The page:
Why Angel Investing is Better Than the Stock Market

If you needed a reminder of just how volatile the stock market can be, this was your week. The Dow dropped more than 3,500 points… It hasn’t seen a week that bad since 2008.

When the market takes a turn like that, many investors freak.

But in the midst of all the madness… I pulled the trigger on my next startup investment along with the other angels inside The Boardroom.

I say that not to brag or toot my horn, but rather to continue the conversation around the power of investing at the ground-level of tomorrow’s great startups.

Before you drop another dollar in the market…

 

Why Angel Investing is Better Than the Stock Market

 

If you’ve watched from the sidelines as big investors rake in profits from startup investing convinced that it could never be you, think again. 

The rise of Reg CF deals has paved the way for individual investors to break out of the limited returns that traditional asset classes such as the stock market have to offer and back startups in the early stages before VCs get their hands on these potential unicorns.

The name of the game is angel investing, and it’s never been as accessible to everyday investors as it is today.  

When done right, angel investing can deliver the types of returns not witnessed in traditional asset classes like the stock market. If you’re worried that you’re too late for the trend, don’t be.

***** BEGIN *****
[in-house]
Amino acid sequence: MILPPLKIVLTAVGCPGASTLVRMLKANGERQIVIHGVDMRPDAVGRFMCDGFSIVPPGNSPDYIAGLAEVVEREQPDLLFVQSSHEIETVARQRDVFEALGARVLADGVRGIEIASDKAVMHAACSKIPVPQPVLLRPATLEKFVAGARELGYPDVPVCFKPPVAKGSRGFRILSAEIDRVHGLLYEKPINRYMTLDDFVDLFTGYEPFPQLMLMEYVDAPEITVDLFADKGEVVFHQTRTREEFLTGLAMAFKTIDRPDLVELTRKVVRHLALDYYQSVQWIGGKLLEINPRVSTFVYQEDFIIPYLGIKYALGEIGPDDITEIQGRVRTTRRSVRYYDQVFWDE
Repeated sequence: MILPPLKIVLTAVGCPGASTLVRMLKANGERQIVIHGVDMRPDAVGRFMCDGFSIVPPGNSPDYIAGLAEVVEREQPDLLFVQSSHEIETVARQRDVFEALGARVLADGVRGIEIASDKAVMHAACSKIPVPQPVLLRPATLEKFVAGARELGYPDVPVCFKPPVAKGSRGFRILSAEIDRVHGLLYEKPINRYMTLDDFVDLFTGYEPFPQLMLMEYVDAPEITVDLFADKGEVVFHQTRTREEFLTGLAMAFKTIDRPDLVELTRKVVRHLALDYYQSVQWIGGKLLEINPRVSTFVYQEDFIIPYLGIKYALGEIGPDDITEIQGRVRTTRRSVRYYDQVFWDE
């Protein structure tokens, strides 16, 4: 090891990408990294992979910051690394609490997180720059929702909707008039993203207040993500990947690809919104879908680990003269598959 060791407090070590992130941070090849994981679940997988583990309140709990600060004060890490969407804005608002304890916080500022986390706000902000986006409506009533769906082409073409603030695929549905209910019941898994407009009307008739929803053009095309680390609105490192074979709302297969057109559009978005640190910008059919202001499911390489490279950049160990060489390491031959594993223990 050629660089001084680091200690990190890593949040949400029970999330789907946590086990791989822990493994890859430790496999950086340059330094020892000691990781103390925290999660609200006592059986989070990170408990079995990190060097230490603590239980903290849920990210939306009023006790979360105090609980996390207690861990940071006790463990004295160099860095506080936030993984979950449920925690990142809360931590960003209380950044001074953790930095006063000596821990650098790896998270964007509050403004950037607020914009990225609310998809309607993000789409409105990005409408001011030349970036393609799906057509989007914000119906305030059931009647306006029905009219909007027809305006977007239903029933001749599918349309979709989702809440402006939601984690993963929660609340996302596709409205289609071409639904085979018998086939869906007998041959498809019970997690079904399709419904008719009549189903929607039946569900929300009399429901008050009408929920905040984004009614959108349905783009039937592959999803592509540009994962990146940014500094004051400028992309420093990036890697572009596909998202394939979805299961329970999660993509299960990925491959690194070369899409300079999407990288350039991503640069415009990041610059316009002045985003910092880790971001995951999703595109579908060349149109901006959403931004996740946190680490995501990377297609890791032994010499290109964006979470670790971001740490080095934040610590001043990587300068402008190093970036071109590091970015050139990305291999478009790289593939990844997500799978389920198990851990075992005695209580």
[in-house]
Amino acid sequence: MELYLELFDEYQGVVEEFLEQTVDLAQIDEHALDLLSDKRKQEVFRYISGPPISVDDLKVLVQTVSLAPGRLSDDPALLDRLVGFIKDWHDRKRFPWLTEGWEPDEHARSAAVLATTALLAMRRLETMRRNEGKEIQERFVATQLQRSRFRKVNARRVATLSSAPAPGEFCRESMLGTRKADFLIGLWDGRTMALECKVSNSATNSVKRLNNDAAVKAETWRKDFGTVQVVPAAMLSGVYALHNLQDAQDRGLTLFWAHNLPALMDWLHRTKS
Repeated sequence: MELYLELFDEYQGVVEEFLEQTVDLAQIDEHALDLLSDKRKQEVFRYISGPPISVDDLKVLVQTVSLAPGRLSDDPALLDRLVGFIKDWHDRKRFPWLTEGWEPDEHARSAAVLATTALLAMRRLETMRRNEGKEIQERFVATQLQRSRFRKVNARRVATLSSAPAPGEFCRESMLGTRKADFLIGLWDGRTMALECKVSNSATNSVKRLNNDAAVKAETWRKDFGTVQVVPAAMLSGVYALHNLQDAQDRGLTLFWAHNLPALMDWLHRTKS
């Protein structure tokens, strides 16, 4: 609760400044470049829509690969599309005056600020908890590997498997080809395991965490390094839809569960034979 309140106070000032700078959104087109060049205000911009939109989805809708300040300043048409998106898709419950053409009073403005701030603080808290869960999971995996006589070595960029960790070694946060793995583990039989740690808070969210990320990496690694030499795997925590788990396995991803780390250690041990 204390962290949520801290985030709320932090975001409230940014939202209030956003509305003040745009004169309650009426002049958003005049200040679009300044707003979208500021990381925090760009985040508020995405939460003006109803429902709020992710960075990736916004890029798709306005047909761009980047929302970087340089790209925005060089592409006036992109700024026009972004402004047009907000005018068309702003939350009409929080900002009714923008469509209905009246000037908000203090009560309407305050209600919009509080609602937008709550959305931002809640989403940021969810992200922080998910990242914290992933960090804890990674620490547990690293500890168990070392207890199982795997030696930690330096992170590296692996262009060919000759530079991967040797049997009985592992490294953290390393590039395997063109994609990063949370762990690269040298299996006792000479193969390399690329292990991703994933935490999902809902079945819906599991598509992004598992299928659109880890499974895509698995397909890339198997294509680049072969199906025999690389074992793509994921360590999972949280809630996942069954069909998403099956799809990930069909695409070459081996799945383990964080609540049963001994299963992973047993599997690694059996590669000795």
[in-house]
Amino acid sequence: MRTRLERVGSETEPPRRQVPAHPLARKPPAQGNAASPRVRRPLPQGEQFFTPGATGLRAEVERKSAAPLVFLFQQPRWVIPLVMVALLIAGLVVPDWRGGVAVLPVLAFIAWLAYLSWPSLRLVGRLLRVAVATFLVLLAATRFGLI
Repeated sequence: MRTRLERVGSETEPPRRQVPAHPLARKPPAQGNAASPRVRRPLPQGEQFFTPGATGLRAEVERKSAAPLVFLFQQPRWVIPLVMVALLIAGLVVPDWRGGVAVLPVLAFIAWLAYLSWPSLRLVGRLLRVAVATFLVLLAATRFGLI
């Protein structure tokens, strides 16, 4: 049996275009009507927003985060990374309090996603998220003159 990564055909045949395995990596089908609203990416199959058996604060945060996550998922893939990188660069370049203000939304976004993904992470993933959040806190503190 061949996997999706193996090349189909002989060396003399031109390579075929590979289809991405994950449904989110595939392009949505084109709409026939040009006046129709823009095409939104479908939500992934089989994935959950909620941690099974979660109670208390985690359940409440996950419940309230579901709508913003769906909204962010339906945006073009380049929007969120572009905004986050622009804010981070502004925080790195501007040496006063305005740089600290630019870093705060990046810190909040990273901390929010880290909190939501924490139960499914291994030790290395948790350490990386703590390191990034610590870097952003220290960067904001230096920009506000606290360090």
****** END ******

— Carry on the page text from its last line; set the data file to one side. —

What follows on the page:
Besides, the global crowdfunding segment, which can be grouped into angel investing, was worth $10.2 billion in 2018 and is projected to balloon to more than $28 billion by 2025. As for angel investors… They pour $20 billion into tens of thousands of startups annually. 

There’s a good reason for it – unusually LARGE returns.   

If you ask Dave Rose, founder and executive chairman of Gust, a global SaaS platform for founding, operating, and investing in scalable, high-growth companies, the benefits of angel investing far outweigh those in the stock market. 

Rose responded to a question on Quora about whether angel investing startups yield a higher ROI than investing in publicly traded companies. And while his response was from 2015, it bears repeating:  

“Yes, when done correctly. The average annual return from investing in publicly traded companies is roughly 5%. The average annual return from an active, professionally managed, disciplined, long term, angel investment portfolio is roughly 25%.” 

In order to fully appreciate the appeal of angel investing, it’s helpful to compare it to the performance of a more traditional asset class such as equities. If there’s ever been a time to be skittish about the stock market, it’s now. 

The Dow Jones Industrial Average just suffered its single biggest-day point decline ever on Thursday, plummeting more than 1,000 points as fears of the coronavirus escalating to a pandemic spooked investors. 

If history is any indication, stocks will recover, eventually. But the sell-off is a stark reminder of how vulnerable the market is to uncertainty on the global stage. 

Given that the world is dealing with a deadly outbreak coupled with the fact that it’s an election year in the United States, the market swings are only likely to intensify in the short-term. 

The good news is that angel investing has only a low correlation to the stock market, so companies can provide a hedge to the volatility that runs rampant in equities.

 

 

Stock Market

 

For the average investor, the stock market is a roller coaster ride whose highs have a hard time justifying the lows. It’s not that you can’t find winners in the stock market. FAANG stocks (Facebook, Apple, Amazon, Netflix and Google’s Alphabet) have been carrying the S&P 500, but wouldn’t you rather be the investor to discover the next tech phenomenon through angel investing than buying in at these lofty levels?